Not every artist has a chance to deliberately make a “final work.” It’s a rare thing, really, and obviously some who could have created one probably had no interest in doing so.
But I was thinking about how some movie directors have gone at this.
1. The Dead
I’ve read that director John Huston had always planned to make The Dead as his last picture.
The source novella, the best thing James Joyce ever wrote (yeah, it is) is wonderful (go read it if you never have), and Huston does it justice, though he directed parts of it from a wheelchair and parts from a hospital bed, with his son Tony, who wrote the screenplay, acting as his surrogate on set.
I won’t describe it — no telling of the “plot” will explain what it’s like to see it — but I will say one thing that I like particularly about it.
In the original story, there’s a character named Freddy Malins. He’s a drunk, and there’s a good deal of conversation at the holiday party of whether he’ll be sober when he arrives (he apparently took the pledge a day or two before) or whether he’s fallen off the wagon (again) already.
Well he shows up drunk and remains so, and in the story that’s pretty much the end of it.
In the movie, though, he rallies in the end. He rebukes another guest who makes a rude comment in front of his (Freddy’s) mother, and when a novice cab driver doesn’t know where to go, it’s Freddy who gives him the directions.
I always feel that this is because The Dead was a young man’s story, written when Joyce was in his thirties, but this is an old man’s movie. A little more forgiving, a little more willing to see complexity in everybody.
(I stole the name “Malins” and used it — I lost the “s” somewhere — for my character Christy Malin, who’s also Irish, and an alcoholic, and many more things as well.)
Robert Altman did not intend A Prairie Home Companion to be his last picture — but he must have known it might be. He’d had a heart transplant a decade earlier, and the only way he could get insured for this picture was to have another director on set at all times in case he couldn’t complete the picture.
(By the way, imagine, for a moment, the terrible torment of Paul Thomas Anderson, the backup director, forced to spend weeks watching his friend and mentor direct a film. Talk about a master class. Did he take notes or just watch and learn?)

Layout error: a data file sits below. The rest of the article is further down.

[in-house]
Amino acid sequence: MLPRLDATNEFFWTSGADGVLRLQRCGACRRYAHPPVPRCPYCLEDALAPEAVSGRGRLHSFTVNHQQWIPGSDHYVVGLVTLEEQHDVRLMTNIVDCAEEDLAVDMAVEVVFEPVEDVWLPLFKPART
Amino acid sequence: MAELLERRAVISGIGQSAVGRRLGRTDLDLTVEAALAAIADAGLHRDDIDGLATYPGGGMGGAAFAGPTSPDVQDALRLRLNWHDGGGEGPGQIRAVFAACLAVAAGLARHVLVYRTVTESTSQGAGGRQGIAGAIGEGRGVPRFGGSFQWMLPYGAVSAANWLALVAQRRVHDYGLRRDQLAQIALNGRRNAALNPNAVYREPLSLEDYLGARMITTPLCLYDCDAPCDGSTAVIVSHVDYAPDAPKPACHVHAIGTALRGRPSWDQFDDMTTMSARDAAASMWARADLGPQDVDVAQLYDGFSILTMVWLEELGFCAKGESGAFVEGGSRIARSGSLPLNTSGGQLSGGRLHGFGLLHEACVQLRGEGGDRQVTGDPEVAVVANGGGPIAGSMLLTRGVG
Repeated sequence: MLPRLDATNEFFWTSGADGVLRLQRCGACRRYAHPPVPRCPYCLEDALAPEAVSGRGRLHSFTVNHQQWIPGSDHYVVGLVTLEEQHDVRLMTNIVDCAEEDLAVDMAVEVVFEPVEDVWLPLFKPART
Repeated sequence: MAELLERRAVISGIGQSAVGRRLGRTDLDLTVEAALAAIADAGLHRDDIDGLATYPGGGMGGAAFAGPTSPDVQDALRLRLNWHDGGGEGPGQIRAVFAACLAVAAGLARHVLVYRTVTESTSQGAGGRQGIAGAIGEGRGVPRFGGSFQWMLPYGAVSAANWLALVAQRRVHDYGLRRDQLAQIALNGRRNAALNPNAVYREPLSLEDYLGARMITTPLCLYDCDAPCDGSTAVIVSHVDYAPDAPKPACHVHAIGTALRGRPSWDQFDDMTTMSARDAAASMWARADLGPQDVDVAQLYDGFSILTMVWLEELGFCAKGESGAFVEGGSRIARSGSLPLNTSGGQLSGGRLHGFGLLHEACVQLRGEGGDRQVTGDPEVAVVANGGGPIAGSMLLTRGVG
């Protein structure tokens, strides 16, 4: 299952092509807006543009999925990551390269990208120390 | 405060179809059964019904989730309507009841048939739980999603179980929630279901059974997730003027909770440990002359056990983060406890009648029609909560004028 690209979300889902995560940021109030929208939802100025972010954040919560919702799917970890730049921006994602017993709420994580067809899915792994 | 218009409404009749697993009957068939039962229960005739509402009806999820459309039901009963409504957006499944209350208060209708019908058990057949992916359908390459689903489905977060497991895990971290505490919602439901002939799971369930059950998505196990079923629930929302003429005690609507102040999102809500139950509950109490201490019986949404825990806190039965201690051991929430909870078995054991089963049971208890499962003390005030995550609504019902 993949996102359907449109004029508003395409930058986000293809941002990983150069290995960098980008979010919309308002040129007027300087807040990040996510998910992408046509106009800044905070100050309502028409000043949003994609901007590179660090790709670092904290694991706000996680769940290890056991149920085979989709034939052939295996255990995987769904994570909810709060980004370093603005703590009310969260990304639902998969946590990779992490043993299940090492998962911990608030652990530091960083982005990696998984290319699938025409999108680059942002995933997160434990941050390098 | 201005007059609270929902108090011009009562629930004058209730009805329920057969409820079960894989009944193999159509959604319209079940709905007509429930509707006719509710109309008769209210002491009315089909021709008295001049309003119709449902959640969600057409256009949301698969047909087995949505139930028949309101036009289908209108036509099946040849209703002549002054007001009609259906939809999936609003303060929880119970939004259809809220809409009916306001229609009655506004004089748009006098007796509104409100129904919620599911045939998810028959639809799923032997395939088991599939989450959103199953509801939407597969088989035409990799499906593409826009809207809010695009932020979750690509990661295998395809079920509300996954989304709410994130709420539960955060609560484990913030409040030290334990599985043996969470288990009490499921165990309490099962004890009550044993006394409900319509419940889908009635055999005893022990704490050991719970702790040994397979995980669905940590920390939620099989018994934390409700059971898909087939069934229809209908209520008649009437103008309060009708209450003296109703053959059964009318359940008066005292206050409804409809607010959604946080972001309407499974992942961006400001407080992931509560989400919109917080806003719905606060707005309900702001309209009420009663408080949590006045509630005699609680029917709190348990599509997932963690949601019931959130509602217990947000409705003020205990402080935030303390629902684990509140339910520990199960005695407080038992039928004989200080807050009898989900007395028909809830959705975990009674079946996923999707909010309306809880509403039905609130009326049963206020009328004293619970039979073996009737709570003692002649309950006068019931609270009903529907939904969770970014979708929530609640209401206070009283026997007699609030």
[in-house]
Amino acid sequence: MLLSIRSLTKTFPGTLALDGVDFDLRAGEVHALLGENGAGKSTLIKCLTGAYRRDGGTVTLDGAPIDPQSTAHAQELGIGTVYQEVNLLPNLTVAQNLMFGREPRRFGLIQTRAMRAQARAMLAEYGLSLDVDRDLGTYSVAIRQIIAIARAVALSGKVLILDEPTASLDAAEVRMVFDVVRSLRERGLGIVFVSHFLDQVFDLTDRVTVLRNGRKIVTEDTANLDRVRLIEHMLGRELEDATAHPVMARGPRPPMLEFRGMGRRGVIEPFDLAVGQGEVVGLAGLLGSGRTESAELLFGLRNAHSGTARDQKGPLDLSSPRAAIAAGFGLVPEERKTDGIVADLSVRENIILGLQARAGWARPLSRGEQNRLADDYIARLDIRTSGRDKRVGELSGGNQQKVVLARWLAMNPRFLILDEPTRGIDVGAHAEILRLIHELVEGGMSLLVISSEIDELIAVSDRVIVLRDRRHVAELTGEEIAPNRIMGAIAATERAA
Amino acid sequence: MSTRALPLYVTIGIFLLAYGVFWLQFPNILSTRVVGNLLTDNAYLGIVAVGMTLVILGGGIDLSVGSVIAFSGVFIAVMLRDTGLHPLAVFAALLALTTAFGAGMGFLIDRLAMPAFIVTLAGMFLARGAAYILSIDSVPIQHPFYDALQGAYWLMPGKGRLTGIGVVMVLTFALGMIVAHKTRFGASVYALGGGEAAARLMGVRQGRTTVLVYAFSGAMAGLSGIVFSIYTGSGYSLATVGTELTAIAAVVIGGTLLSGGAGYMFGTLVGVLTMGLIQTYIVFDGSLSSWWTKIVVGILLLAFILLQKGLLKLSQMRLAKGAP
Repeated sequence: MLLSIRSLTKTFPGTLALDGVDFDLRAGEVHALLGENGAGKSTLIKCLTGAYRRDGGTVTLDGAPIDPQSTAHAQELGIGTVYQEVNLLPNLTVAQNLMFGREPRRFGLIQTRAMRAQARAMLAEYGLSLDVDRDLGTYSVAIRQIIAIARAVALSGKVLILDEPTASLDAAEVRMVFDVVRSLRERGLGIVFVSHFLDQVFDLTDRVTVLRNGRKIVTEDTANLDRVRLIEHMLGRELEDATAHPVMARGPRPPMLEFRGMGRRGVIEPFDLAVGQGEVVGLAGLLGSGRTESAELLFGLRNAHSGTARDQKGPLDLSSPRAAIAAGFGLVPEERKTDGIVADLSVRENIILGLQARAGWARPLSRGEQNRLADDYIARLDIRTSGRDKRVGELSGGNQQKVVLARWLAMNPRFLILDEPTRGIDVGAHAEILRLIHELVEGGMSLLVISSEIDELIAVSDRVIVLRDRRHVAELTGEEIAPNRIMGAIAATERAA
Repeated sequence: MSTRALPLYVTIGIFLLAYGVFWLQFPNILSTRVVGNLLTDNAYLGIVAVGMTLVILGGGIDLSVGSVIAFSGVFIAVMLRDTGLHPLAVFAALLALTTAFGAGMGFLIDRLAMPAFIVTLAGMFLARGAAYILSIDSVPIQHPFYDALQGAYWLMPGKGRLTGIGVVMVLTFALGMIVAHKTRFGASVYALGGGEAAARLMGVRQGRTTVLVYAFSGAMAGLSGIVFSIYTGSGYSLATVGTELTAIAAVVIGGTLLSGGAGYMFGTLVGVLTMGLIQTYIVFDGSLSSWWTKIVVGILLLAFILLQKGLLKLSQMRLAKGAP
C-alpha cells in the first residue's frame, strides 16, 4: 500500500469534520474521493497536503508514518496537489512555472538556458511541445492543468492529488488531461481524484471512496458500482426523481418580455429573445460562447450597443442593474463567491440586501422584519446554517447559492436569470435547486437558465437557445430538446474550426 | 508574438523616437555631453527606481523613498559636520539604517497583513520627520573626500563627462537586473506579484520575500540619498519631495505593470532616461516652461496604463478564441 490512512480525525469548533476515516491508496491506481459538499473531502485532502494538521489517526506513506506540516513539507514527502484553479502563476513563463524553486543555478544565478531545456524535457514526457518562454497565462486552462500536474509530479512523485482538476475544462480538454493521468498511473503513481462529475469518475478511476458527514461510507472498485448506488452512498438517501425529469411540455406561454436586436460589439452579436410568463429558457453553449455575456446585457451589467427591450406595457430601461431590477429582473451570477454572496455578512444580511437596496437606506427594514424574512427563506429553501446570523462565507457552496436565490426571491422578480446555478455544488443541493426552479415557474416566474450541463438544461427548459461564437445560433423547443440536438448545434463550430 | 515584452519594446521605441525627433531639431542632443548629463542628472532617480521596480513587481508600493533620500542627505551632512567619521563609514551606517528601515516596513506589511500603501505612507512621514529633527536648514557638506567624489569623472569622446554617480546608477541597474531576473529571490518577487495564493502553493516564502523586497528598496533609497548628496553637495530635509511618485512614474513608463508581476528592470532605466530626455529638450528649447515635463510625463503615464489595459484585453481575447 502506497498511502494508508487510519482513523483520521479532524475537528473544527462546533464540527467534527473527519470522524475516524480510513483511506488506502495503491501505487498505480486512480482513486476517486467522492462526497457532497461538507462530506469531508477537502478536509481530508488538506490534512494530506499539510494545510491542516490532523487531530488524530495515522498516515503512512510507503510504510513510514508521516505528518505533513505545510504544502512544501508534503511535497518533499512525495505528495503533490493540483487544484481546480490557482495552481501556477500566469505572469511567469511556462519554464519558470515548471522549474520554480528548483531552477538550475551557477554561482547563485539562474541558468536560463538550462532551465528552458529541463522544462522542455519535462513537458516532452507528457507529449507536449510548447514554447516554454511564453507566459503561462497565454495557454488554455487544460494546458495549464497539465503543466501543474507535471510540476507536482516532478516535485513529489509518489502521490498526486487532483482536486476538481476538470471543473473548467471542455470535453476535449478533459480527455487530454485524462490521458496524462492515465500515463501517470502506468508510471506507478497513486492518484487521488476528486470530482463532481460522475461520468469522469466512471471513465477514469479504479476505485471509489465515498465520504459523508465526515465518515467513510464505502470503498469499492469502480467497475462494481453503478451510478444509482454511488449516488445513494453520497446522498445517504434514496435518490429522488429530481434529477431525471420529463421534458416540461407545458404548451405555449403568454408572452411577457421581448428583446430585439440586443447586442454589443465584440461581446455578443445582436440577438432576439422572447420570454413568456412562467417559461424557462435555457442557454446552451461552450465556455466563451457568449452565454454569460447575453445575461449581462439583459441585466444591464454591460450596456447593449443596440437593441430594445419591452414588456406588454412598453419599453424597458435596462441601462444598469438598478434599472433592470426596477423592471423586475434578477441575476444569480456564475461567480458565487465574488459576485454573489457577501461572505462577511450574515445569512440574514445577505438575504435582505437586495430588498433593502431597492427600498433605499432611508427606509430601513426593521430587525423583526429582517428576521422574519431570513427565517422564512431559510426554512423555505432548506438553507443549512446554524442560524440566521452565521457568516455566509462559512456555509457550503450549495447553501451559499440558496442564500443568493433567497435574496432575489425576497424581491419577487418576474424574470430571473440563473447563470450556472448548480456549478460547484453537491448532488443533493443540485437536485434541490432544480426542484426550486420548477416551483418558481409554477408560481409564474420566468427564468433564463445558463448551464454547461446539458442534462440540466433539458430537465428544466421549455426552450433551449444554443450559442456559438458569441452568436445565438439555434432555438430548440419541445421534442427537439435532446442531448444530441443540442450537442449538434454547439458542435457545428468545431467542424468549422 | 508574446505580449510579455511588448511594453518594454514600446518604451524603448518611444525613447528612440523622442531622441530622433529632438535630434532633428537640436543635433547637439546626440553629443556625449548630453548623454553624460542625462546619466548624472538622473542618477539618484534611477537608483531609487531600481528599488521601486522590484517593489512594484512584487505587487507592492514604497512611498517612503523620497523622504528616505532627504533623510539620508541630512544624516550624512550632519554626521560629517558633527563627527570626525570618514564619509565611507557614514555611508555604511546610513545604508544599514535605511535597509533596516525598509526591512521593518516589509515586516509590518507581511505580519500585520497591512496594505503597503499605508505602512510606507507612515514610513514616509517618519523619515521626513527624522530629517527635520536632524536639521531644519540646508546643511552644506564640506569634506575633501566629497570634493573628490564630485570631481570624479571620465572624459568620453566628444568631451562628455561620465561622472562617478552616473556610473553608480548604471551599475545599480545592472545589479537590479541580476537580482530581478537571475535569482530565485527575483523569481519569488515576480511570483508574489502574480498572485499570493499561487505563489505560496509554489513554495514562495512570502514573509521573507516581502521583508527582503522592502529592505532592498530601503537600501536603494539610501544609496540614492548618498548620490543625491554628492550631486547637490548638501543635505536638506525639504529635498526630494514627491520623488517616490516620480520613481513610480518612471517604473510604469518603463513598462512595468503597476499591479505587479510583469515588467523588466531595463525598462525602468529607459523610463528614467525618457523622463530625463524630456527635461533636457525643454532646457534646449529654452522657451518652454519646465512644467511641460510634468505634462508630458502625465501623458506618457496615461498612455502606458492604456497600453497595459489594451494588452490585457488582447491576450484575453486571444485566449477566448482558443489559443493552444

One character in the movie is called “the Dangerous Woman” in the credits, but she’s actually the angel of death and there is a question throughout most of the movie about who she’s come for.
At the end, several of the characters are so sitting in a diner, and they see Asphodel, the dangerous woman, come in and slowly approach the table. Who is she coming for this time? We never find out — appropriately, because in real life you don’t know.
Lola Johnson: This isn’t really going to be your last show, is it?
Garrison Keillor: Every show is your last show. That’s my philosophy.
Rhonda Johnson: Thank you, Plato.
3. Family Plot
Hitchcock was not planning for Family Plot to be his last film, but apparently he knew he was slowing down and couldn’t do a lot of things he’d done before.
But, intentionally or not, he ended his final movie perfectly.
A fake psychic and con artist goes into a “trance” and convinces her accomplice that she’s had a real revelation for the first time, and then, as he scurries off to retrieve the treasure she has just “located,” she turns to face the camera, smiles, and winks.
A great film? No, not even close. Definitely not in the top ten Hitchcock films. But a perfect ending, and there’s one other great moment, too.